Carrier's Case

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Carrier's Case (Anonymous v. The Sheriff of London, The Case of Carrier Who Broke Bulk) , Star Chamber (1473), YB. Pasch. 13 Edw. IV, f. 9., pl. 5 (1473). 64 Selden Soc. (1945), was a landmark English court case in the history of the development of the theory of larceny.[1][2]:946 Until this case, when an owner voluntarily handed over physical possession of property to the custody of another, and the property was later converted, there was no felonious larceny because at that time larceny required trespass of the owner's place or person (violence or the threat of violence).[1]

The English court adopted the "breaking bulk" doctrine. If someone transporting a bulk or bale (bundle) of merchandise (the carrier) on behalf of someone else, and breaks it open to convert them to the carrier's own use, it is the crime of larceny.[3][2]:946 The case was significant because in common law at that time, larceny required a trespass by force and arms (vi et armis) or against the peace, which did not occur if the person was willingly handed the bulk or bales of items.[2]:946 The breaking of the bulk was found to be the required force needed in the element of trespass.[2]:946 In the underlying case, one justice (Chokke [J.C.P]) stated that if the carrier sold the entire bale unbroken, then kept the proceeds for his own use, the act would not have the (at the time) element of (violent) trespass, so would not be larceny, but the breaking of the bulk satisfied the trespass element.[2]:946


A "carrier" was hired by a Flemish merchant to transport bales of woad (a type of dye)[2]:946 to the port in Southampton. He opened the bales and took the goods for himself.[4] Some of it came into possession of the Sheriff of London. The sheriff gave it to the King (forfeited as "waif", a word to signify runaways or stolen goods). The merchant sued the sheriff to return the goods. He argued that the goods were not stolen, that the carrier only had temporary property rights and so the goods could not be given to the King. The Sheriff argued that the goods were stolen, that it was a felony and therefore properly forfeited to the King as waif.

The legal relationship between the carrier and the merchant, as now, would have been seen as one of bailee and bailor, so bailee's have a duty of reasonable care for others' property in their possession. The merchant had royal safe conduct covering his goods. This meant that if the goods were stolen they would not be given to the Crown by the use of a waif. This happened in medieval times when a good was stolen. When the stolen goods were found, they became property of the King.


The judges all agreed that the actions of the carrier constituted larceny but they could not agree on a rationale. The prevailing reason was provided by Lord Chokke who concluded that the carrier had lawful possession of the bales only. The merchant retained constructive possession of the contents. Therefore, when the carrier broke open the bales and removed the contents, he committed the crime of larceny because he had taken the contents from the possession of the merchant. The merchant had a royal safe conduct covering his goods. The merchant argued that this protection meant that even if his goods were stolen, as the court had determined, they would not be forfeited to the King as waif. The court agreed with the merchant on this second point and the Sheriff was required to return the goods to the merchant.[5]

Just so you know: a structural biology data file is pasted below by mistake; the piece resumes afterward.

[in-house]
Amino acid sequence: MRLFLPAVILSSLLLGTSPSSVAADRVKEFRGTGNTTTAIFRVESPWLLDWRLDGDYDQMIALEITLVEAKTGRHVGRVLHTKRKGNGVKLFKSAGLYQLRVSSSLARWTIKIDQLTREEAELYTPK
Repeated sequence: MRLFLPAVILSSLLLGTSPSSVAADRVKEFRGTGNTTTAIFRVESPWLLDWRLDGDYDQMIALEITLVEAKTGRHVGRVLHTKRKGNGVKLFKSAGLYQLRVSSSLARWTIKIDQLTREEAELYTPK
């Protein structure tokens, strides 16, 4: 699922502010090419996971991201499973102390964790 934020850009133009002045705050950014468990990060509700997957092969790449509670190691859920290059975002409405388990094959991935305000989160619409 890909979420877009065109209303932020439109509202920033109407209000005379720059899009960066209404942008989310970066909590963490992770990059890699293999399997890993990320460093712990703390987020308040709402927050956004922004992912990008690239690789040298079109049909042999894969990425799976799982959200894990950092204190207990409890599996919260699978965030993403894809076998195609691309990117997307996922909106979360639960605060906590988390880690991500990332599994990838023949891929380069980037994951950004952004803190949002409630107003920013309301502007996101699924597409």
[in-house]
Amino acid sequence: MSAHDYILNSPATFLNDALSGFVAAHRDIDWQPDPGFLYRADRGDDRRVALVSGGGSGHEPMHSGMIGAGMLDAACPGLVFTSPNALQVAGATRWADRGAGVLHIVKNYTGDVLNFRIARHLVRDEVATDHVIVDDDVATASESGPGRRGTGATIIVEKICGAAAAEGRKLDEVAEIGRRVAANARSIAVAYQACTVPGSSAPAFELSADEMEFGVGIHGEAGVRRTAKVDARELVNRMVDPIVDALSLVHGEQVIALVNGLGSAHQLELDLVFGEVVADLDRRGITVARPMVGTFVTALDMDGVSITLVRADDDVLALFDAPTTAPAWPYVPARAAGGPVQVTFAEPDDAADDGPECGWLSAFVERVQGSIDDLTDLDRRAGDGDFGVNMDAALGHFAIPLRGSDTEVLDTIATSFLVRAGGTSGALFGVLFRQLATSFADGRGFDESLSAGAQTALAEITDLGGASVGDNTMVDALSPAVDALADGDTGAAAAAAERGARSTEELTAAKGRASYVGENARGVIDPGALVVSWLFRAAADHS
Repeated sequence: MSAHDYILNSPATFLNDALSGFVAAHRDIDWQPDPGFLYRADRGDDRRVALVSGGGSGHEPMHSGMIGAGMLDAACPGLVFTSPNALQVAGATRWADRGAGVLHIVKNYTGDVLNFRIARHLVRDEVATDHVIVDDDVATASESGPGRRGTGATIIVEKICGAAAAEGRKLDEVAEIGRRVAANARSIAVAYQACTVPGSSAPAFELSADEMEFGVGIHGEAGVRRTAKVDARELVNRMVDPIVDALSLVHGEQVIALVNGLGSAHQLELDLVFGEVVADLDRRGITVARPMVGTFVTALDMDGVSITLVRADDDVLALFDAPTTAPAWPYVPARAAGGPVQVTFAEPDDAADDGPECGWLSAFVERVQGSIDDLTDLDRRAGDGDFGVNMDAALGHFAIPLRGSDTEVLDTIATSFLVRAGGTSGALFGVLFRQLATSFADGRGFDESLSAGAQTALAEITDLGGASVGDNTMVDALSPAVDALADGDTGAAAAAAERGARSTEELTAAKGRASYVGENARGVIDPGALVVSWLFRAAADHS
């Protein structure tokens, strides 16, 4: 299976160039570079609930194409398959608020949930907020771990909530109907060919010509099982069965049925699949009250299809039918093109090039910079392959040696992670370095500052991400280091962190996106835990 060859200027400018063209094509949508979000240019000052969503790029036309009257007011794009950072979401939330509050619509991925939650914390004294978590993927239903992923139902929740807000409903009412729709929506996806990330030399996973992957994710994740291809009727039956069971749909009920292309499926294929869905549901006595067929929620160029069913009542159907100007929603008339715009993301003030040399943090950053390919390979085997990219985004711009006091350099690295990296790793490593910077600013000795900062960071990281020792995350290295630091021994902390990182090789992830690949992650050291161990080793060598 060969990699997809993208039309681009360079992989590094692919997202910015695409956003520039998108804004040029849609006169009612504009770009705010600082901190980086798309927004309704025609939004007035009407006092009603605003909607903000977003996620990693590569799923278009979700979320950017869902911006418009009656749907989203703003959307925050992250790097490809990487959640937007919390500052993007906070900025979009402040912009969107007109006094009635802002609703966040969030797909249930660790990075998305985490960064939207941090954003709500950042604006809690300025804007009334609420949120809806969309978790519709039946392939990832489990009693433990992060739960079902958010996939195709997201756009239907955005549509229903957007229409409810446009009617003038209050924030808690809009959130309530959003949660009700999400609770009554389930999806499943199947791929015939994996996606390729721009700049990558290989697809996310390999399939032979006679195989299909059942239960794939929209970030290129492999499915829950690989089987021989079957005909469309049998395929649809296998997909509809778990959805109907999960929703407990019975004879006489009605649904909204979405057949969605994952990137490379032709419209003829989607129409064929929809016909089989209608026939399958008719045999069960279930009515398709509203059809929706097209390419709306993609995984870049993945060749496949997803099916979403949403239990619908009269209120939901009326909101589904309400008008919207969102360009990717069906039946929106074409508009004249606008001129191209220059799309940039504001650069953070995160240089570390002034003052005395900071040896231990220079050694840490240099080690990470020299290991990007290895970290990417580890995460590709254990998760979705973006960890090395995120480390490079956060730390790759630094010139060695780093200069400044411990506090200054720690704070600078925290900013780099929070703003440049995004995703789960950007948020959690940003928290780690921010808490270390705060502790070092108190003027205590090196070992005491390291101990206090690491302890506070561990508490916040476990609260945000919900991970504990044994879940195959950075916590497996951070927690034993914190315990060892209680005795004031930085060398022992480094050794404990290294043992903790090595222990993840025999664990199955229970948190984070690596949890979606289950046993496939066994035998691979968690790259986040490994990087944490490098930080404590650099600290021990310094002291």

Despite the fact that the carrier had temporary possession of the goods with permission of the merchant, he had 'broken bulk', i.e., he had broken up the bales and then sold them. The fact that he broke bulk shows the intention to commit larceny. He was therefore guilty and hence the goods were forfeited to the king. However, due to the royal safe conduct that the merchant had, he got his goods back anyway.

See also[edit]


  1. ^ a b Rethinking Criminal Law, 68, (1978), Fletcher
  2. ^ a b c d e f Criminal Law - Cases and Materials, 7th ed. 2012, Wolters Kluwer Law & Business; John Kaplan, Robert Weisberg, Guyora Binder, ISBN 978-1-4548-0698-1, [1]
  3. ^ "Possession and Custody in the Law of Larceny". Yale Law Journal. 30 (6): 613–617. April 1921. JSTOR 789232. doi:10.2307/789232. 
  4. ^ Beirne, Piers, James W. Messerschmidt (2000). Criminology. Westview Press. ISBN 0-15-501926-0. 
  5. ^ As Fletcher notes in his book, Rethinking Criminal Law, the courts could have obtained the same result by following established precedent. There was no apparent need to create the legal fiction of breaking bulk or to consider the consequent issue of whether "safe conduct" protected the merchant whose property had been stolen from seizure as waif.

Further reading[edit]

  • Hall, Jerome (1952). Theft, Law and Society (2nd ed.).